His voice drifted away, lost in the howling wind and she glanced at his figure from the corner of her eye, his shoulders slightly slumped, his suit worn and shiny from many cleanings and she thought, he's just a lonely old man who wants to talk. We're in this together, why give him a hard time?

"You're right you know," she said to the window pane, "my name isn't Jenny. It's Marielle. I'm sorry about your wife. Has she been gone long?"

"Five years, Marielle. Not a day goes by I don't miss her. You remind me of her. Your bearing, I think, and may I say, Marielle is a beautiful name. Like music. Your mother must have been a singer. My wife's name was Dorothy, but it was music to me."

"It must have been." She smiled. "Mr. Mahler, may I ask you, you were married thirty years. And still you love her. Was it ever hard? I have to ask that 'cause I don't know too many people who were married for so long. My parents divorced when I was ten. What made it work for you?"

"Ah, she looks for answers in her moments of doubt. Don't we all? Is there a man who troubles you? Don't answer that - it's none of my business. Every relationship is different, my - pardon me - Marielle. My wife and I, sure we had hard times. But she and I, well, we had something else. Since she's been gone I've tried to figure out what it was and the best I can say is chemistry and synergy, do you know what I'm trying to say?"

She turned to the green plaid back, he had his left arm leaning on the window, his head down. She turned back to the window. "Synergy's physics, isn't it?"

"Synergy is a scientific principle wherein two bodies are in motion together, synchronized. We might have been two worlds apart at times, but we always moved together in the same direction. And the chemistry is what made our two worlds join. That's what kept us together. Others it's more complicated. Some it's more simple. It's what works for you. In my practice I see sometimes nothing works. Or maybe it's they don't want it to work. And that's life too."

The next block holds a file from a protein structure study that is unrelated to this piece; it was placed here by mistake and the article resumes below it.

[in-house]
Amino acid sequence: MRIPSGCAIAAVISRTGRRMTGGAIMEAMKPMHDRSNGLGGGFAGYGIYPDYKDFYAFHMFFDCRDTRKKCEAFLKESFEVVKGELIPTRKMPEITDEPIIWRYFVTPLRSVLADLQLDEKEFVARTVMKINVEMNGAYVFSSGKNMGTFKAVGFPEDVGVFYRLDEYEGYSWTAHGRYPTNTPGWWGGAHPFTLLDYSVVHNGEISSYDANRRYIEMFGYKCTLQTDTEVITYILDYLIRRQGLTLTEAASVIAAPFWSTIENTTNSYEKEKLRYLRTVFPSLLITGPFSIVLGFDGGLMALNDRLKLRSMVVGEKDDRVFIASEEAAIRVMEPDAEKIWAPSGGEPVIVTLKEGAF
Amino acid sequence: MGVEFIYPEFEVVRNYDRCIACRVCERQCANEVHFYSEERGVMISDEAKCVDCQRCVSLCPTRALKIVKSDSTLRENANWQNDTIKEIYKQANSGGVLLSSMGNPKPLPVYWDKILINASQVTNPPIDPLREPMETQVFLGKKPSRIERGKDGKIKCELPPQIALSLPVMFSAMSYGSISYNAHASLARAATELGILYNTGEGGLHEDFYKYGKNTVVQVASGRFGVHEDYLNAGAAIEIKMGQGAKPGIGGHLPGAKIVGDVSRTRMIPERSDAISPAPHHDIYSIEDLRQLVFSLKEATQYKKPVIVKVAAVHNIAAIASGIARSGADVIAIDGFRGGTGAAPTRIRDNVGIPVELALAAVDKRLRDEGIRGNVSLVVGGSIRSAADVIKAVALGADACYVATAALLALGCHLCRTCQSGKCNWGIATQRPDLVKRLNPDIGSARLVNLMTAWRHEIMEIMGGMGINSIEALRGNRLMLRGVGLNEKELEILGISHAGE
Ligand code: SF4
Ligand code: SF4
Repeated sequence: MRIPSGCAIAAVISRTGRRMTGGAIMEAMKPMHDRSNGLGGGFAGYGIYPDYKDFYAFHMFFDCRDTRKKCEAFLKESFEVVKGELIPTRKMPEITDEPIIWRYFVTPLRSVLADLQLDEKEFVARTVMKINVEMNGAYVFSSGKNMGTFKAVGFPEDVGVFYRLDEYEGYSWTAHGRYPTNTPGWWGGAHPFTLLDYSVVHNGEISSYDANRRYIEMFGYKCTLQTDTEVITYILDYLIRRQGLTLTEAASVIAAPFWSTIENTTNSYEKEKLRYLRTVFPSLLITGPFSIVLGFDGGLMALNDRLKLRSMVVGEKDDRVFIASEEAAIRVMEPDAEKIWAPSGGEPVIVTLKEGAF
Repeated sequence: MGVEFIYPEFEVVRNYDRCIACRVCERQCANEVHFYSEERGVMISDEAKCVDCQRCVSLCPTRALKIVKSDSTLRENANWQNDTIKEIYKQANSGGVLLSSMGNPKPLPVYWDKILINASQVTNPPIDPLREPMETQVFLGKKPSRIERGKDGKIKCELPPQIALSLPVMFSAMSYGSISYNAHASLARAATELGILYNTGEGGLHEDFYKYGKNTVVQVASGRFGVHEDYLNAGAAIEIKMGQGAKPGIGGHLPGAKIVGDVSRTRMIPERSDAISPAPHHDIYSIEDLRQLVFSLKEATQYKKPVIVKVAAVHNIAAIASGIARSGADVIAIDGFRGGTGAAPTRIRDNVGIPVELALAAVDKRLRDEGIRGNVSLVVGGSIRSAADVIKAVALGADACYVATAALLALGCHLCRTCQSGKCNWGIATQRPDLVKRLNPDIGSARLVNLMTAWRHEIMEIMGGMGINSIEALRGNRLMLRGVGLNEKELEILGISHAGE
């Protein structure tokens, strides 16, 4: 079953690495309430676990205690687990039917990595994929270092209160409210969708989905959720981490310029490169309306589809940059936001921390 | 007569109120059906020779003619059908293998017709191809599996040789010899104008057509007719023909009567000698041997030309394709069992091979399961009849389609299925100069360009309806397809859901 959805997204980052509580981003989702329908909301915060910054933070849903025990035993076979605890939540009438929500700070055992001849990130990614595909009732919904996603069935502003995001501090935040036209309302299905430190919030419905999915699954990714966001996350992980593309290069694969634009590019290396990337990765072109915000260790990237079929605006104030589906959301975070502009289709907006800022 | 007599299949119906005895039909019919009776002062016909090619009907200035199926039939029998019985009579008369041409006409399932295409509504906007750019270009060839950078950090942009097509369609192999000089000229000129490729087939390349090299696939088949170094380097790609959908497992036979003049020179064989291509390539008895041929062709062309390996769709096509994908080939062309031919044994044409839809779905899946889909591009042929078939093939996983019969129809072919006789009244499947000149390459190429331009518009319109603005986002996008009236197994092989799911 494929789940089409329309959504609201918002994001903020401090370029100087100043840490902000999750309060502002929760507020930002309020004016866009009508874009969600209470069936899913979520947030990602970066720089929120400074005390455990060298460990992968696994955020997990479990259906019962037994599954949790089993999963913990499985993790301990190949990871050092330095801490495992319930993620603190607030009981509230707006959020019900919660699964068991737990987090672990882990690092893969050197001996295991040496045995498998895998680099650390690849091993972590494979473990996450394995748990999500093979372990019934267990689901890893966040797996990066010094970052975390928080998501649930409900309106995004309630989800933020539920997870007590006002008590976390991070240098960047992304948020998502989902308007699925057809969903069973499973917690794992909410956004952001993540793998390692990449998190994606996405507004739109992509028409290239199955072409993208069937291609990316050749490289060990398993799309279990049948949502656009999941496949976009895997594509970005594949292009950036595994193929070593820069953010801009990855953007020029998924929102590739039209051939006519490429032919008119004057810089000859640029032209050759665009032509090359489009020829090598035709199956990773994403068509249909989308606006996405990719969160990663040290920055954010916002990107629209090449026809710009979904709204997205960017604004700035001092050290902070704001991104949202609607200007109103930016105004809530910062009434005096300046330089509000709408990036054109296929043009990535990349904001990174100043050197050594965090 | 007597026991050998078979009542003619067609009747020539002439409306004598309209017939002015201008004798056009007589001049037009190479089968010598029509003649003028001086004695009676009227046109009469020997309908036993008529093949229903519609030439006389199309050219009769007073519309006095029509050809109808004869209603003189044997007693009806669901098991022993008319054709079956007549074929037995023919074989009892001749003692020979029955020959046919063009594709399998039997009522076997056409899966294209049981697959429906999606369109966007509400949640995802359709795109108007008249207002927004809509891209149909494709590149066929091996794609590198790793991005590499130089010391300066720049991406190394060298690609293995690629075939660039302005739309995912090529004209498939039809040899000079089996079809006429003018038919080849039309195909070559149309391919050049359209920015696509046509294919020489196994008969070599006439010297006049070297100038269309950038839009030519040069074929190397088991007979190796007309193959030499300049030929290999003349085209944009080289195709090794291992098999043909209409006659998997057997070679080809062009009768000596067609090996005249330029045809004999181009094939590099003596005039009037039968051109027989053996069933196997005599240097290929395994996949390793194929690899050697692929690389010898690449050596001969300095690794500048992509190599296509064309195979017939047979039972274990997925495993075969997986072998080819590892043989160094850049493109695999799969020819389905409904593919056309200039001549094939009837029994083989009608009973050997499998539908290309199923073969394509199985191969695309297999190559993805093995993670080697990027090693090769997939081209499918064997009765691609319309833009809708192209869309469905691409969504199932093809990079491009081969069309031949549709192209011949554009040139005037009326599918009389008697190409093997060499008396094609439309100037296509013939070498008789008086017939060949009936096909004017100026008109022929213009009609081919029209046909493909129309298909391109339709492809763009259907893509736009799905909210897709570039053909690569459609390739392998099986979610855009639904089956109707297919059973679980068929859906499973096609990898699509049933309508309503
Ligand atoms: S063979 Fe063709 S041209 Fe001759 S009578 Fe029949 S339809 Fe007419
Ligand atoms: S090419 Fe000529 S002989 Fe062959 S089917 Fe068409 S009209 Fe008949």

"Chemistry and synergy. I like that definition."

"So do I." And he laughed that cackling laugh once again.

She searched in her mind for something to say, something both friendly but distant, still waiting for the bus she'd begun to suspect was not about to arrive until the storm ended and the streets had been cleared but what was she to do then? This bus was a transfer, one of three she needed to make, and now in a residential area with not even a corner store nearby. She should have stayed at the office, she thought. She could've slept on the floor. At least there'd have been a washroom nearby, with water. And a phone. Of all of the days for her car not to start, this was it. Then she thought of the man, did he have far to go? He wasn't an old man really, but he looked weary and thin, surely he mustn't be bearing up well in the cold.

"Are you alright, Mr. Mahler, are you cold? Do you have far to go?"

He turned to her then. "Not as far as you, Marielle, and my home is a lonely place to be. But as I said before, there are varying degrees of alone, and we may be more alone with someone else than when there's no one else around. How alone are you?"

"I'm fine, thank you. You needn't worry. Is that a bus I see down there?"

"Maybe so. If so, I hope it's yours. You look cold, my friend." And with that he turned back to his window and his thoughts, and the bus, she got on it, just hoping to get somewhere with coffee tonight. And as she got on alone as she figured, she could've sworn he called out, "And what is it you're most afraid of, my dear? Is it you? Is it you? Is it you?"

Or maybe, as she thought later, it was only the wind in the trees on a cold winter's night.


1993 C.M. Harris Davies